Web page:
Can you provide a quick overview of your business?
Penny Hydraulics is a UK manufacturer of lifting equipment. We have our own purpose-built premises housing a manufacturing and assembly plant, and we’ve grown to become the country’s leading lorry-loader crane, goods lift, and lighting winch manufacturer.
We’ve provided lifting solutions for premises such as Buckingham Palace and a Guinness brewery in Nigeria to large “blue chip” organisations such as BT, Royal Mail, and JD Wetherpoons. We also have the capacity to design and manufacture bespoke solutions to specific handling problems for industries as unique and diverse as nuclear decommissioning, mining, and tyre handling.
When did the business first start recruiting apprentices?
Over 15 years ago. Some of the technical staff who started at the factory on apprenticeships are now managers!
Why did your business consider offering an apprenticeship?
Our factory is built on top of an old coal mine called Southgate Colliery, and the area where we’re based is an ex-mining community. Because of this, we were very lucky to secure a lot of highly skilled technicians when the mines closed, and many still work with us today. Mining engineers are known for their exceptional technical ability and unbeaten problem solving skills, and these members of staff have helped us create the market-leading range of mechanical handling equipment we offer today. However, many of these men are working towards retirement now. Their skills are vital to our continued success, so it’s important that they’re passed on to the next generation. This is where our apprenticeship scheme comes in. To support our community, we also recruit locally wherever possible, with over 90% of our staff living within a 5-mile radius of the factory.
How does the recruitment process work?
We use an external partner to match apprenticeship candidates to us. The company is an apprenticeship specialist, and because we have been working with them for so long, they know the needs of our business inside and out and always pair us with great candidates. The vast majority of our apprentices come from the high school in Clowne, where our factory is based.
What were your first impressions of apprenticeships? And the apprentice you recruited?
The first thing you notice about apprentices is how much they have to learn — not just about the technical side of the work they’ll be doing, but about working life in general. Making the transition from school to working life comes with a steep learning curve, and it can take them some time to learn how to behave in a work environment, speak to their line manager, and get their head around the fact they need to dress smartly and arrive on time. However, it never takes long for them to slot in, and we’re yet to take on an apprentice that isn’t enthusiastic and eager to learn. They usually end up really enjoying the comeradery of our team, and most don’t want to leave.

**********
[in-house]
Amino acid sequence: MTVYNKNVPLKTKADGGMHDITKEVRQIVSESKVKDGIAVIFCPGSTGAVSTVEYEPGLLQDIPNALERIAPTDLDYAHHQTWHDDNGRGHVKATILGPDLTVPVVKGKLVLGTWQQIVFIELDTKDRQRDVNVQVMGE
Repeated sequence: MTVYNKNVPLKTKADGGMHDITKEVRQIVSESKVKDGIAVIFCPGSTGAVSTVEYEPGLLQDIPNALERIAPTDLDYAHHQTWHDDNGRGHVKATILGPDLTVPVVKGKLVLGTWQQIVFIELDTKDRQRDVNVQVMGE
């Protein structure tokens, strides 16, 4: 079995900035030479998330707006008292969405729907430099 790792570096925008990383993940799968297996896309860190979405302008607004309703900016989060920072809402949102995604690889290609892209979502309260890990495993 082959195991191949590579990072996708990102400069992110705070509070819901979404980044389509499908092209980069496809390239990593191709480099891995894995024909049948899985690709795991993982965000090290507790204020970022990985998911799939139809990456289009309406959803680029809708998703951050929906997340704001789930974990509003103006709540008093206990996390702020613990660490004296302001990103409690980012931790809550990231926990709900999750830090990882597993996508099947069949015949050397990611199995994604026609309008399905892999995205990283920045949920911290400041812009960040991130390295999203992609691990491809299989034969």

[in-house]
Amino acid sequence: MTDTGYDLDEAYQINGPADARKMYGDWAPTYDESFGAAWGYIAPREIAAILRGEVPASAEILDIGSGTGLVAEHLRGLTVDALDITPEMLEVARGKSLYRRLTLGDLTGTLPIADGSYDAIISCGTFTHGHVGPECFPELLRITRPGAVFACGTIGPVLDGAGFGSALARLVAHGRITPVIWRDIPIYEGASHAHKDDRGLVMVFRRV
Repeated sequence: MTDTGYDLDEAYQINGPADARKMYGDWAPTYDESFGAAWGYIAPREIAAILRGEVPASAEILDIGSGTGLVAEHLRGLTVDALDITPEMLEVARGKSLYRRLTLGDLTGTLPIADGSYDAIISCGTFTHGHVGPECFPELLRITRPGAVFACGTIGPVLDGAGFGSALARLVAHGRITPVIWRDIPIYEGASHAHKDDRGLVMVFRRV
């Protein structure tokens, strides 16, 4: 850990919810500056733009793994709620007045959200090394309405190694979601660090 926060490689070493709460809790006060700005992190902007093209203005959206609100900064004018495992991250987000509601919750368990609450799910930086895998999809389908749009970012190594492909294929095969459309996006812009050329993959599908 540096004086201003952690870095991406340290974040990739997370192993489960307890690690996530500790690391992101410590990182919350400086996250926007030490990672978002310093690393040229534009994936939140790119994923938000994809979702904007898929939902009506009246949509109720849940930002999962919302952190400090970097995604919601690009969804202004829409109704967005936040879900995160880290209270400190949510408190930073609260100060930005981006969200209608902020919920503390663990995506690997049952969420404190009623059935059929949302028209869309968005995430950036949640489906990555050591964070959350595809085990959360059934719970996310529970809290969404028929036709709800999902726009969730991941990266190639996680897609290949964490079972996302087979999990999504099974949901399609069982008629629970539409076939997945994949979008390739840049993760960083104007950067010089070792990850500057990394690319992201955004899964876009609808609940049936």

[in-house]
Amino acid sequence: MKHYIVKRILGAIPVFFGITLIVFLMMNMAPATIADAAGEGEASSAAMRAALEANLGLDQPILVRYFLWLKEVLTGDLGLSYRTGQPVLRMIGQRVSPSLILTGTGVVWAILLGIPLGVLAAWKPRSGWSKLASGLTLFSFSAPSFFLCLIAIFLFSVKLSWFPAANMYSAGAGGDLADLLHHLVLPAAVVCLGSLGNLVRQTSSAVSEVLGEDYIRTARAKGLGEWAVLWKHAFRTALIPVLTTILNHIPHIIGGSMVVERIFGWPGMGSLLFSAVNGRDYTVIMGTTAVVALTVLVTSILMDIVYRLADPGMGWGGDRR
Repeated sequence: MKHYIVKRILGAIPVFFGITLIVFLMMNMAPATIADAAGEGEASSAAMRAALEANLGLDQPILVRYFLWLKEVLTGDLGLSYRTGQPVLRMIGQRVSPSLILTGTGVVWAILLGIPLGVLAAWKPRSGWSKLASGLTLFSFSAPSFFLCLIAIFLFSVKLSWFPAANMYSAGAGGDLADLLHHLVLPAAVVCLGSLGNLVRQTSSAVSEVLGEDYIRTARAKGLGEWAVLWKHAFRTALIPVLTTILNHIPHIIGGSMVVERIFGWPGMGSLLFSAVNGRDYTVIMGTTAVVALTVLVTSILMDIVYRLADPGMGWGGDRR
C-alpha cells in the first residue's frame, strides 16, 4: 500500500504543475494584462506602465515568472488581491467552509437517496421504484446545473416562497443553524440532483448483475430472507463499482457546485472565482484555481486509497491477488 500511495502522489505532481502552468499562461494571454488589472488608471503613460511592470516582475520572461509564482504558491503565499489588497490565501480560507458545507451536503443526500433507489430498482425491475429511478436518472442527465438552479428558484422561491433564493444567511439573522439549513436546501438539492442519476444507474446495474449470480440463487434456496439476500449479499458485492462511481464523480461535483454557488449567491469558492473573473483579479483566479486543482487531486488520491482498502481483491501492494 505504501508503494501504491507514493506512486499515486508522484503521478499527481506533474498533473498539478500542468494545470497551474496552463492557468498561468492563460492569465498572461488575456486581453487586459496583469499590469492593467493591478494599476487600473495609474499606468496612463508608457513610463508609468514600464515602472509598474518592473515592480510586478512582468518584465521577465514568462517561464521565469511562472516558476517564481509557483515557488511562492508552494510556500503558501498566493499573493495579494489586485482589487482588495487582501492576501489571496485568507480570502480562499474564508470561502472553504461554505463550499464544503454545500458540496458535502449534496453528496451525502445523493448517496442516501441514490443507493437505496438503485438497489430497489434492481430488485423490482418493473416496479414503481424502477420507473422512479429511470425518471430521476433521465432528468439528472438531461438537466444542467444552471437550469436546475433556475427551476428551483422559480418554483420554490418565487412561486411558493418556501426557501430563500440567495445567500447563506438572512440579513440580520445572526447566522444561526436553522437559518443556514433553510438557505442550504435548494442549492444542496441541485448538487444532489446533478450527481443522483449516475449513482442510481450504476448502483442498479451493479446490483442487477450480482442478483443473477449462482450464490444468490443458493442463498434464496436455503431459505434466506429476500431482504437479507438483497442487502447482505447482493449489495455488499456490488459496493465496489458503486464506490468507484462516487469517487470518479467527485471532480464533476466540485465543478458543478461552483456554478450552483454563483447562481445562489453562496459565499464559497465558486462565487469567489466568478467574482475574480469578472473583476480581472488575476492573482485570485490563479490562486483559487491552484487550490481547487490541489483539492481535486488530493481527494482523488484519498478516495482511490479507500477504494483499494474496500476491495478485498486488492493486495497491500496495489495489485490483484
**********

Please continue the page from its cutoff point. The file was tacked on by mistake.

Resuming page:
How do you help your apprentices settle into the business?
Each apprentice is assigned to an in-house mentor who helps get them up to speed. Alongside this, they also have regular meetings with their external training provider to ensure they’re on track with their skill development. Apart from the extra support, apprentices become part of the team from day one. They are treated the same as staff: they eat in the canteen, they have the same breaks, and they work the same hours. In our experience, this is the best way of making apprentices feel part of the team.
Do your apprentices have any specific support – induction process, mentors, additional training, etc, that you feel brings additional benefit to the business and apprentice?
Our apprentices undergo a thorough induction process, just like any other new member of staff. This sets the precedent in terms of how professional we expect them to act, and also contributes to helping them feel like one of the team.
How far have your apprentices progressed in your business to date? How far have previous apprentices progressed?
We’ve had some great success stories. Two former apprentices are now managers on our shop-floor: one manages installation of cranes and the other is focused on bespoke handling equipment for the nuclear industry. Another former apprentice is a welding instructor at our local college.
What challenges, if any, have you found with recruiting apprentices?
The biggest problem we’ve had with apprentices is that they’re sometimes lacking some basic skills when they arrive, even when they are more than capable of the actual job. For example, they haven’t realised the importance of punctuality or dressing the part, and they often need to learn how to communicate with people appropriately in a work environment. That said, it doesn’t usually take long for them to get into the swing of things.
What do you see as being the main benefits to your business?
The skills that are vital to the continued success of our business are passed on to the next generation of staff instead of being lost.
What are your ambitions for the future of apprenticeships and/or the future of your apprentice in your business?
Our aim is to continue to grow our apprenticeship scheme. We’ve just invested in a new £1.5M facility, and we’ll be looking to add five new apprenticeship places on the back of this over the next few years.